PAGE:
State posts positive tax collection figures in November

Georgia’s revenue picture has improved for a sixth straight month, with encouraging signs popping up just before Christmas, new state records show.

Gov. Sonny Perdue’s office released figures Monday that show November revenue collections were more than $1.26 billion, compared with $1.18 billion in November 2009, an increase of 6.7 percent.

For the 2011 fiscal year, which began July 1, collections are up by 7.4 percent over the same five months of last year. The state budget for fiscal 2011 was predicated on a 4 percent growth in tax collections.

“All in all, it is generally good news,” state fiscal economist Kenneth Heaghney said. “Obviously, we still have a very long way to get back to where we were at the peak prior to this recession. But at least we are moving forward and generally improving. The basic report is very positive. But the issue is: Can we sustain that for the full fiscal year?”

Corporate income taxes posted exceptional figures, growing by $4.1 million, or a whopping 175.9 percent. Individual income taxes also grew substantially, increasing 6.5 percent or $40.1 million. Sales tax collections boosted the growth as November saw the state bring in $5.4 million more in sales and use taxes than a year ago.

Below is a closer look at November’s revenue report.

Individual income tax collections

November 2010: $661.8 million

November 2009: $621.7 million

Difference: 6.5 percent

Corporate income tax collections

November 2010: $6.4 million

November 2009: $2.3 million

Difference: 175.9 percent

Sales and use tax collections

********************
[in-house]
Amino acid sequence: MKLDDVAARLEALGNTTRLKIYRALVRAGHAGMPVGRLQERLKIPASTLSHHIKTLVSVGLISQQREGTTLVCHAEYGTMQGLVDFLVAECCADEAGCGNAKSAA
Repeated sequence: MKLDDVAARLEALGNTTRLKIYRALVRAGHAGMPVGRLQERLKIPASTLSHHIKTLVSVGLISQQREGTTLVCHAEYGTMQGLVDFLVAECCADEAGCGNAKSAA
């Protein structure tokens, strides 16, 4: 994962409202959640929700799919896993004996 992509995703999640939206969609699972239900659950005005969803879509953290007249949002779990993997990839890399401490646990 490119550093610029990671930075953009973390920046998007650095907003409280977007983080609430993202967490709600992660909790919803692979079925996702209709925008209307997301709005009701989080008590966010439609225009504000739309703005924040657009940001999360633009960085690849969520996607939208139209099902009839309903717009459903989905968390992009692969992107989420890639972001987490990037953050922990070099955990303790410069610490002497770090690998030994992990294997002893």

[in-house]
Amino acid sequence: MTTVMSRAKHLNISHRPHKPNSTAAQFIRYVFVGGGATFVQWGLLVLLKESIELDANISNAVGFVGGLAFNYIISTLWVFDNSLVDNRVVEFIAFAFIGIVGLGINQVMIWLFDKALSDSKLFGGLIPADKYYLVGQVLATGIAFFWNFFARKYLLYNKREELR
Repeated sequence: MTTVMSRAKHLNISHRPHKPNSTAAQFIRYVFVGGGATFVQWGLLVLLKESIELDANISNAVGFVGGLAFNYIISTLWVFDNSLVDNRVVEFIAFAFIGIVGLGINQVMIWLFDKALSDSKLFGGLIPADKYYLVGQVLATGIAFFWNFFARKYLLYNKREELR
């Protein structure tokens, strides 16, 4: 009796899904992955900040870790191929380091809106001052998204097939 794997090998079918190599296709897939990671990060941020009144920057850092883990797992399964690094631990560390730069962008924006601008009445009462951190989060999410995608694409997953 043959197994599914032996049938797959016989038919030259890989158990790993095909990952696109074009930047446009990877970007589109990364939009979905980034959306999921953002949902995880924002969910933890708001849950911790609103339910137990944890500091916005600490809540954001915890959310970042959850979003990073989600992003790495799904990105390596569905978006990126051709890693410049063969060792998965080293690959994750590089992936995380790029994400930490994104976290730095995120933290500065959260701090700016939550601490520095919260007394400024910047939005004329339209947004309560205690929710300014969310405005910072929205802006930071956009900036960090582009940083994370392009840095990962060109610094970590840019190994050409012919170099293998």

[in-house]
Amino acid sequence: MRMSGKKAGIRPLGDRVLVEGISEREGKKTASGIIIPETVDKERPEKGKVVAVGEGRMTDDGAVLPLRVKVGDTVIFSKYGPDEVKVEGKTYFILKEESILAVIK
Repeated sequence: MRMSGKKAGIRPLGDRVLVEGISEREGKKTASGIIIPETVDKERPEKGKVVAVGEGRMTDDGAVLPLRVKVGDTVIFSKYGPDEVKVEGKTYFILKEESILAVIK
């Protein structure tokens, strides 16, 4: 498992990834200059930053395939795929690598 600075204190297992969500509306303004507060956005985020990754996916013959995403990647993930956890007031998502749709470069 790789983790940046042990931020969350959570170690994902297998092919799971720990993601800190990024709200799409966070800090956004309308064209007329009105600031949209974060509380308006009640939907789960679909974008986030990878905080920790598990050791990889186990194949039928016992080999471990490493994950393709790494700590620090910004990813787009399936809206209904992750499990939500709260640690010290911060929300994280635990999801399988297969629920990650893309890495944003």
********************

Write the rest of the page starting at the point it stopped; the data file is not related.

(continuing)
November 2010: $394.6 million

November 2009: $389.2 million

Difference: 1.4 percent

Fiscal year to date (July 1-Nov. 30)

Overall tax collections: $6.2 billion

Same period a year ago: $5.8 billion

Difference: 7.4 percent

8 comments Add your comment

Jim S.

December 13th, 2010
5:45 pm

Pretty good economic news. The state has shown signs of recovery and since the election is over and one side doesn’t have an interest in poor mouthing the recovery as much (both sides do this when it suits their purposes), maybe we’ll see an even greater uptick. Whether you want lower taxes or not, the increase in revenue is an indicator of economic expansion.

Big Dog 98

December 13th, 2010
6:21 pm

Let’s hope the good news keep coming.
Hopefully, the worst is over.


December 13th, 2010
6:33 pm

Whoopee, more income…oh wait, we just wasted $30 million on a crooked land deal. We have the time and resources to save the woods but hey, all you state workers, get ready for more layoffs and furloughs!

Georgia Citizen

December 13th, 2010
7:00 pm

Ah, but alas, the incoming governor and legislature are preparing to further gut education in Georgia nonetheless.


December 13th, 2010
9:47 pm

More revenue! Means bigger government! Somehow I’m willing to bet pet projects and crooked land deals benefiting those with ties to office will still go on if not increase. The Tea Party would be smart to start locally on cutting government and taxes. Amazing how the rhetoric of letting people keep more of their money is just that – rhetoric.


December 14th, 2010
7:08 am

It is no surprise to me that one article on AJC describes how state revenues have risen many months over, yet another one points to how state budget deficits continue to increase. Hopefully I am not the only one that can see this wacky correlation. Increased taxes will only lead to a bigger, more out of control, government. The only answer is painful, yet simple: cut spending NOW!!!



December 14th, 2010
8:42 am

Shortage of revenue in state coffer would be greater if not for increase of fees this year. This “increase of fees” simply amounts to what has been dubbed “back door” tax increases.

I would like to see a news article that exposes these fee increases that are “bleeding us white” and shoring up the state budget during this protracted “Great Recession”.


December 15th, 2010
12:34 pm

So, let me see. The current budget was predicated upon a 4% growth in revenues. However, at the beginning of the fiscal year the Governor ordered all departments and agencies to submit a revised budget with a 4% reduction because they feared a shortfall in revenues. However, the revenues have grown by 7%. Why hasn’t the governor restored the budgets as passed by the legislature? Why haven’t furloughs been rescinded? Where is that extra money going since income is basically 11% more than budgeted expenditures? This governor is as slick as they come.